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General forge help


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I have an old cast-iron pot, about 1" thick, probably 2' deep and about 1 1/2' in diameter. I want to use this as a small forge ( I'm working towards making a sword and this simply won't do, but I'll deal with that when the time comes ). I need to cut a blower hole in the bottom though. Any suggestions? Also, for something that big (or small, depending on how you look at it), how big of a blower would I need? Will a hand-crank blower work? How big a pipe do I need to move enough air? Any suggestions on attaching said pipe? Any and all help is appreciated.

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You could probably trade the pot for a forge! It's way too deep for what you need. A car brakedrum is a common starter forge pot. To make a deeper fire to get a blade in the neutral or reducing zone you can take a piece of sheetmetal and bend it into a C and place it in the brakedrum and cut a "mousehole" across from the opening of the C that's just above the brakedrum rim. I built one like this once and used it to weld up billets for a couple of years.

Remember when forging a sword you only want the length you can work on before it gets cold to get hot, usually only about 4 inches so you don't need a large forge except for the exception and that's heat treat. But building a forge sized for heat treat which is a rare and short process and then using it for forging which is where 90+ % of the hot work is done is rather a poor idea. Far better to build a forging forge and dig a ground forge for when you need to heat treat something long.

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Find something else, that's WAY too deep to make a usable forge.

It doesn't need to be fancy and certainly not cast iron. A trash can lid will work just dandy if you put an inch of clay in it to keep the galvy from burning off. Or it can be an old BBQ or serving cart or washing machine lid, 55gl drum (Be CAREFUL to know just what was in the drum they can have residue that is toxic, flammable or explosive!!!) even a wooden table will work fine if you put a couple inches of clay on it to keep it from catching fire.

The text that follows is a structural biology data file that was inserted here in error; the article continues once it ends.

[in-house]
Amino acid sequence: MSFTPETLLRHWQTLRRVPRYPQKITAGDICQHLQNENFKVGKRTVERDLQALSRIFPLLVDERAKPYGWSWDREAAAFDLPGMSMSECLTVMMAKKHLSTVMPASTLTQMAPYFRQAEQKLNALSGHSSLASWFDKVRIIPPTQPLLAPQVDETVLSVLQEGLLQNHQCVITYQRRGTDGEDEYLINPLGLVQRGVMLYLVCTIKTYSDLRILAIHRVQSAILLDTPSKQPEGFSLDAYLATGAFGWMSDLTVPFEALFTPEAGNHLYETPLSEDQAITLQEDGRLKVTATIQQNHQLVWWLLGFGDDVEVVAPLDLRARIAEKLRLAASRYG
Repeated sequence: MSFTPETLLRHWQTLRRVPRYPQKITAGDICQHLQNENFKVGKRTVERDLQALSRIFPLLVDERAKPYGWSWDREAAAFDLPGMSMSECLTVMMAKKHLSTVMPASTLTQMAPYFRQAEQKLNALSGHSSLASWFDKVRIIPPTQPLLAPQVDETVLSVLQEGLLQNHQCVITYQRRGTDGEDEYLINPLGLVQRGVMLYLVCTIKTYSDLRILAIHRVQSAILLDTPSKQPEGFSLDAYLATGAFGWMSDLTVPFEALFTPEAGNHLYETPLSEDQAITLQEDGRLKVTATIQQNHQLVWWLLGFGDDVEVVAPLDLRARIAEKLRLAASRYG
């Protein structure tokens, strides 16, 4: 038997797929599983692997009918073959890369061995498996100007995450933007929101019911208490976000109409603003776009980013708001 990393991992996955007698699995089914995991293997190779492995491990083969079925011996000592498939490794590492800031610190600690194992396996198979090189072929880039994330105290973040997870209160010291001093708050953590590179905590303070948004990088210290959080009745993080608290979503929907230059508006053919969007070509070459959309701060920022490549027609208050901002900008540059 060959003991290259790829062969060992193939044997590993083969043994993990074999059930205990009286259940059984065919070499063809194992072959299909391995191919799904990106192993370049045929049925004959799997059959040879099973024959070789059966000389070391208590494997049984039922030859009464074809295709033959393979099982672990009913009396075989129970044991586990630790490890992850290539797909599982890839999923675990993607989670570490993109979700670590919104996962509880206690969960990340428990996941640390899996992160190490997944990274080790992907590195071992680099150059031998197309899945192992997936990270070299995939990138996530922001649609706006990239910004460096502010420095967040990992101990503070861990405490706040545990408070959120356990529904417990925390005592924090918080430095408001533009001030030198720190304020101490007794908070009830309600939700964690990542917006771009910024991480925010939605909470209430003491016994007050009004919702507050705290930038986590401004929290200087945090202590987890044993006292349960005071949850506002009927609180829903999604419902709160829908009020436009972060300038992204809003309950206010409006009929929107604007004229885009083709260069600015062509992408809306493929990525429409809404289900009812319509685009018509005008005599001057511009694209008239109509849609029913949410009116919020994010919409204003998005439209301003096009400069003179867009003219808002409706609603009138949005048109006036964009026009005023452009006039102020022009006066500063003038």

Find an auto repair shop and bum a brake drum or rotor for the fire pot. NOT a semi brake drum, they're too deep. You really only need something 4-5" deep and 5" is deeper than I like for coal but is good for charcoal.

Then using whatever means you have, be it a sabre saw, sharp cold chisel, or whatever, cut a hole large enough to drop the drum in but small enough it will rest on the rim.

Now you have a good sized forge table and fire pot. Pack clay into the table to the top of the brake drum rim. no need to clay the brake drum.

Use whatever is handy for legs, my first one when I was around 10 rested on cinder blocks and was made from a washing machine lid.

Now, plumbing it for the air blast will require a little imagination to connect to the drum/rotor. 2" plumbing pipe is just about perfect, you'll need a "T", two short 2-4" nipples and a longer nipple that will reach to the edge of whatever you use for the forge table. Lastly you'll need a pipe flange or similar to make it up to the drum/rotor.

If you have access to a welder buy a weld flange and you're golden, weld up the lug holes at the same time. If not, you'll need to drill a couple holes in the drum/rotor and using carriage bolts bolt the "Bolt" flange on.

Plugging the lug holes can be something as simple as dropping carriage bolts in them and screwing a nut on from underneath.

Why all the carriage bolts you ask? Because they present less surface to the fire so they'll last longer and being smooth the clinker and your fire tools won't get hung up on them all the time.

Of course you can cover the bolts and lug holes with clay but it isn't necessary unless that's what you need to do.